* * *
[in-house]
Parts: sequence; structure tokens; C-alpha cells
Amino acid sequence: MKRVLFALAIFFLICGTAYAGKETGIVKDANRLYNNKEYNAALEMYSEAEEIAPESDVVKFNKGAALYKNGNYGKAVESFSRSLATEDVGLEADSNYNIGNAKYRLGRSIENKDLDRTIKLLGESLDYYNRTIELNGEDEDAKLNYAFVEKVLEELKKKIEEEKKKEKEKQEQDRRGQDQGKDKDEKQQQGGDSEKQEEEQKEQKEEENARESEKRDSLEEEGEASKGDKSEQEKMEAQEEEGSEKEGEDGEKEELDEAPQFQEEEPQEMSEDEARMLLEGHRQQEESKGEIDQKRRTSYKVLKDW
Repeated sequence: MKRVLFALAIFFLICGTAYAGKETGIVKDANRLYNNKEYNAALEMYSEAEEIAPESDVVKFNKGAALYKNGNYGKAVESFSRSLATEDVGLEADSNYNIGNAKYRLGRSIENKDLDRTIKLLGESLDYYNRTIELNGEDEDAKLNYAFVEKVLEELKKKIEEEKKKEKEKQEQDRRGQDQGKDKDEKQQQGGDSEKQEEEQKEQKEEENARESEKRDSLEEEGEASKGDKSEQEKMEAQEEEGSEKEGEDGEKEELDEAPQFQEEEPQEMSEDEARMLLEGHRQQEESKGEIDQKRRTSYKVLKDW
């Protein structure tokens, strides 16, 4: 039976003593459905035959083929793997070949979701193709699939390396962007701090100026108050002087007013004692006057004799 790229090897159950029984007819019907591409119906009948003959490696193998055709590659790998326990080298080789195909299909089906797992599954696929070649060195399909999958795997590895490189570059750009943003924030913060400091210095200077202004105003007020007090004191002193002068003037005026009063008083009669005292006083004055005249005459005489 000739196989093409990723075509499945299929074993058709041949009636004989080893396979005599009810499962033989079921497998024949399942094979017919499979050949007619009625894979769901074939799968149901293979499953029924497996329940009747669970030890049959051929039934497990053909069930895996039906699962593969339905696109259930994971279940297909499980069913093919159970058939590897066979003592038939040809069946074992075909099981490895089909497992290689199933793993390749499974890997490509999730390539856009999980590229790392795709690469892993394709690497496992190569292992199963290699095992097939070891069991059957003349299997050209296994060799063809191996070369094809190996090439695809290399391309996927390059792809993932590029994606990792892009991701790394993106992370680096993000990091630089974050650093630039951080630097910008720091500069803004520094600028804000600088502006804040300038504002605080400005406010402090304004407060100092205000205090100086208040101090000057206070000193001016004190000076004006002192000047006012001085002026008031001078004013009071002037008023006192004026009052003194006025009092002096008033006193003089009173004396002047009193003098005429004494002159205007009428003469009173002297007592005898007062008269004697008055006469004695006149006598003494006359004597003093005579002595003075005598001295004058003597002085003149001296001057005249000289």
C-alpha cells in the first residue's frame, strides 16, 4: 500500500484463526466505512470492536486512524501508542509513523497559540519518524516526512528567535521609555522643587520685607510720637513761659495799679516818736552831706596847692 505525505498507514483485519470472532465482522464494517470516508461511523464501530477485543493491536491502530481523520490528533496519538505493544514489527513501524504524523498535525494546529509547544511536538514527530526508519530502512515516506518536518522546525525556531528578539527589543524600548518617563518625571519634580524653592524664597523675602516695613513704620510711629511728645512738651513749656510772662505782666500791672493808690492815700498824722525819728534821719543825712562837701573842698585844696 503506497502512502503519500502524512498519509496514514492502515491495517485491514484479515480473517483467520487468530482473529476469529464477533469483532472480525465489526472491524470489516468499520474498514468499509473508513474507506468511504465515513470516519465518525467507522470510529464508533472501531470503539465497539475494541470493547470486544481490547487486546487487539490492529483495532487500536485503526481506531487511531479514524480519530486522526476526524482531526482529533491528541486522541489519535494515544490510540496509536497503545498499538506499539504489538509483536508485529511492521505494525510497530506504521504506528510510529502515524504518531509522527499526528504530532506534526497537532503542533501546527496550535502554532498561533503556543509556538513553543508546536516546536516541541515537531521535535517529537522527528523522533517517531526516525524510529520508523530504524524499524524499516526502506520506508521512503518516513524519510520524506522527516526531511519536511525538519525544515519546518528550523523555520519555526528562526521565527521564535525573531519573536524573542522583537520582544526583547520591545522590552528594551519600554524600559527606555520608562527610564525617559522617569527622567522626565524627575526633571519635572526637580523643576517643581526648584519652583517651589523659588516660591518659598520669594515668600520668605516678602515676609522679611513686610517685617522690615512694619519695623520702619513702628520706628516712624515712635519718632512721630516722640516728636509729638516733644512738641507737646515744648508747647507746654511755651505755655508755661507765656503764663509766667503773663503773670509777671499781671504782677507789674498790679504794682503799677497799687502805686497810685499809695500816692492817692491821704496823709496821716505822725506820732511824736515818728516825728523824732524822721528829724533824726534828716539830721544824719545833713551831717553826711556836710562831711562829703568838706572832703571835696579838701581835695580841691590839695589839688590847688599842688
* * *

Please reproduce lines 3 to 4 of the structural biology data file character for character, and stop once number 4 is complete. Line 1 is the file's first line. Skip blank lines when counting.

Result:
Amino acid sequence: MKRVLFALAIFFLICGTAYAGKETGIVKDANRLYNNKEYNAALEMYSEAEEIAPESDVVKFNKGAALYKNGNYGKAVESFSRSLATEDVGLEADSNYNIGNAKYRLGRSIENKDLDRTIKLLGESLDYYNRTIELNGEDEDAKLNYAFVEKVLEELKKKIEEEKKKEKEKQEQDRRGQDQGKDKDEKQQQGGDSEKQEEEQKEQKEEENARESEKRDSLEEEGEASKGDKSEQEKMEAQEEEGSEKEGEDGEKEELDEAPQFQEEEPQEMSEDEARMLLEGHRQQEESKGEIDQKRRTSYKVLKDW
Repeated sequence: MKRVLFALAIFFLICGTAYAGKETGIVKDANRLYNNKEYNAALEMYSEAEEIAPESDVVKFNKGAALYKNGNYGKAVESFSRSLATEDVGLEADSNYNIGNAKYRLGRSIENKDLDRTIKLLGESLDYYNRTIELNGEDEDAKLNYAFVEKVLEELKKKIEEEKKKEKEKQEQDRRGQDQGKDKDEKQQQGGDSEKQEEEQKEQKEEENARESEKRDSLEEEGEASKGDKSEQEKMEAQEEEGSEKEGEDGEKEELDEAPQFQEEEPQEMSEDEARMLLEGHRQQEESKGEIDQKRRTSYKVLKDW